We must also ask whether the remit includes looking at relationships with officials working for the leader. It certainly does not appear to directly require investigation of the relationship of the team with the likes of John McDonnell or his staff.

Instead, the focus of the paragraph is placed squarely on racism, sexism and discriminatory culture.

Given the involvement of Forde with the Windrush compensation scheme, it seems not unreasonable to suppose that race and discrimination will be a key focus. The terms of reference are clearly intended to guide him in that direction.

But as serious as that allegation is, it misses several key points.

The key issues which party members and the public need answers to – whatever the nature of the behaviour – include the following:

  • Were the events accurately described and did they in fact undermine the fight on antisemitism and/or have the effect of misleading the public and/or the leadership regarding the success of the disciplinary process?
  • Is there evidence of an intention to sabotage our democratic party and institutions, and is there evidence of an intention to subvert the Labour election race(s) and the leadership’s chosen campaign?
  • Did the alleged conduct (including the alleged reallocation of Labour party funds) evidence a criminal act or an act of gross misconduct?
  • Crucially, does the evidence point to a broader systematic campaign to undermine the elected leader of the party and if so who was implicated?
  • Equally crucially, does the internal Labour party investigation establish any allegation of antisemitic behaviour by the Corbyn team, or any desire to cover it up?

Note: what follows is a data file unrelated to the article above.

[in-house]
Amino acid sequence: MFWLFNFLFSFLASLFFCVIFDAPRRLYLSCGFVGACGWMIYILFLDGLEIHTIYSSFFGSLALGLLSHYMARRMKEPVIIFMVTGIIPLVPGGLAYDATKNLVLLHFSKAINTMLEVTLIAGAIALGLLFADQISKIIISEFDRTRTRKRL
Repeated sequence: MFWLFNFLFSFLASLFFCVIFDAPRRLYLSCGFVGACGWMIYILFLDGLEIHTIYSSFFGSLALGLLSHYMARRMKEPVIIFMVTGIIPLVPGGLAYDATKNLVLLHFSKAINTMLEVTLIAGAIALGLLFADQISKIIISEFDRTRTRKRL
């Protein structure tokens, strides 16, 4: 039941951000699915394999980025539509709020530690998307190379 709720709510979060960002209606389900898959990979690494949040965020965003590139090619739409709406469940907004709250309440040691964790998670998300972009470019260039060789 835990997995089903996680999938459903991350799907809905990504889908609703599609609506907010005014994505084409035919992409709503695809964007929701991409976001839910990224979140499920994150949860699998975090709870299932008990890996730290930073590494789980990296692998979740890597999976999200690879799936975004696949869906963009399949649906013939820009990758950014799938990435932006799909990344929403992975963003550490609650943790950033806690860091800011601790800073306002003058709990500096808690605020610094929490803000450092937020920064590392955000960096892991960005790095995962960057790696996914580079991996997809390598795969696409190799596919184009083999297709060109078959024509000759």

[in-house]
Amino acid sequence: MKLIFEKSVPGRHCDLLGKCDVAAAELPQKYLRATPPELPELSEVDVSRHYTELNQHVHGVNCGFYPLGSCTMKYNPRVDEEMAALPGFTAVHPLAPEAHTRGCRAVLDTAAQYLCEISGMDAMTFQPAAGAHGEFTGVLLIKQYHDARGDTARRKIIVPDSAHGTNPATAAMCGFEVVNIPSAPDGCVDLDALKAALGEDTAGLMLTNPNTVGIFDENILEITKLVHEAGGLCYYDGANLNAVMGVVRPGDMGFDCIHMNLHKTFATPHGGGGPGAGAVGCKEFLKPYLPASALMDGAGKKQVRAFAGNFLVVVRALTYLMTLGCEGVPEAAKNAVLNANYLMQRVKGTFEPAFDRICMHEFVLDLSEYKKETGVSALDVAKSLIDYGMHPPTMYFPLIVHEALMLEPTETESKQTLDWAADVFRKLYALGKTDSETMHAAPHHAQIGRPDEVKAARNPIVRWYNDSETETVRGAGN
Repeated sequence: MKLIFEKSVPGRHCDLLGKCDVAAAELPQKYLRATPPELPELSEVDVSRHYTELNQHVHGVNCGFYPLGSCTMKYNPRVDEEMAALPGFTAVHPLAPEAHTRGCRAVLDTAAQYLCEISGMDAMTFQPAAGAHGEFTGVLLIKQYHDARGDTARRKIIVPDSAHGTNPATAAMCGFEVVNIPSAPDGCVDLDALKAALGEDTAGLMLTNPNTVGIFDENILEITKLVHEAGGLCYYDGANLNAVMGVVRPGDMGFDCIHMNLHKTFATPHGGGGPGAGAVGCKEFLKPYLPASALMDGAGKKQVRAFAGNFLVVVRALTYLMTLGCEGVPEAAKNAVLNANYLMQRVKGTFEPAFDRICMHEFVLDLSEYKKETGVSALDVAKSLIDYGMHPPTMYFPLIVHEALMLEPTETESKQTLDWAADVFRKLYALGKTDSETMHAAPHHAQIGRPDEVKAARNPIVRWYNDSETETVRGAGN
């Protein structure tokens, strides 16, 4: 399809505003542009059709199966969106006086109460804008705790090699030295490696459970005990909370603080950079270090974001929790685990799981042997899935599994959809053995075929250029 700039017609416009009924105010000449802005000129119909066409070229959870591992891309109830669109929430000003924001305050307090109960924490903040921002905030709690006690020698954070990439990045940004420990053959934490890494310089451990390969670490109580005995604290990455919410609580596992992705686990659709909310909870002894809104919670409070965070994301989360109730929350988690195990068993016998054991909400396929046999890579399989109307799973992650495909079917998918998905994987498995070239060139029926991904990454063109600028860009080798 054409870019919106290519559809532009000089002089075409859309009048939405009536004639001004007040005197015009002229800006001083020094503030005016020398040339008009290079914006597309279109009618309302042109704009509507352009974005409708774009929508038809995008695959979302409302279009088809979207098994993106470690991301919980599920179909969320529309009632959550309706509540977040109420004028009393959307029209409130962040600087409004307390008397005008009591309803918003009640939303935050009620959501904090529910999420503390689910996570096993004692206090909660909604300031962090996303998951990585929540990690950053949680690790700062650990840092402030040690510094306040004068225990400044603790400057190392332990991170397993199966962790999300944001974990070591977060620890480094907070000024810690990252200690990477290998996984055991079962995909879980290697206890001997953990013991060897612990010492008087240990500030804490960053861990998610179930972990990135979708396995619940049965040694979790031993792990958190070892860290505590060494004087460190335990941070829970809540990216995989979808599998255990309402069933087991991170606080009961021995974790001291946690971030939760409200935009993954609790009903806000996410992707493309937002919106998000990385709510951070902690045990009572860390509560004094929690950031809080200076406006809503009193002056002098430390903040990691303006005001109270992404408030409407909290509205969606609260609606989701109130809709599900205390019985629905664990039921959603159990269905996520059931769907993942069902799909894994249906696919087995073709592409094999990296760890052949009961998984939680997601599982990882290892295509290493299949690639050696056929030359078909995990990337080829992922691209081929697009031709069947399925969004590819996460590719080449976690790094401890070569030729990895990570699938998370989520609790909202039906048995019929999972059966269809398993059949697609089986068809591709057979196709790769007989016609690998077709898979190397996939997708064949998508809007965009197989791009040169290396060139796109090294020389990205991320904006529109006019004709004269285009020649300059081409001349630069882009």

It will be very easy for an inquiry like this to find there was no racist, sexist, or discriminatory intent, to slap wrists for loose talk in personal emails, or for a fall guy to emerge leaving any broader plot unexamined.

Most importantly, this approach leaves it open for the inquiry panel – which crucially, includes three wholly non-independent Labour peers – not to consider any of those issues at all.

Combined with other issues – such as a potentially constrained time frame and budget, and a lack of power to compel the delivery of witnesses and evidence (none of these details have yet been disclosed to my knowledge), this will seriously diminish the investigation. 

As it stands, the inquiry is fatally flawed before it begins, unless the structure is radically changed.

Aside from the obvious flaws outlined above. The published information leaves a number of other key questions unanswered:

  • Where is the power to compel witnesses and documentation?
  • Where is the information on timescale and budget?
  • Who provides the secretariat?
  • Where is the confirmation that findings will be published in full?

All of these elements fundamentally impact the review. They must be identified and published if this investigation is to be credible.

Without wishing to diminish the serious issues of sexism or racism, if this process becomes simply a discussion about people being nasty to, or about, staff, MPs and party members, the whole investigation will be worth little, go nowhere and ultimately achieve nothing. 

This isn’t in the interests of the Labour party, or for that matter, open democracy in this country. We should be shouting about it as loudly as we can – now.

Nick Fitzpatrick is a senior lawyer with significant experience of working on inquiries.

Published 8 May 2020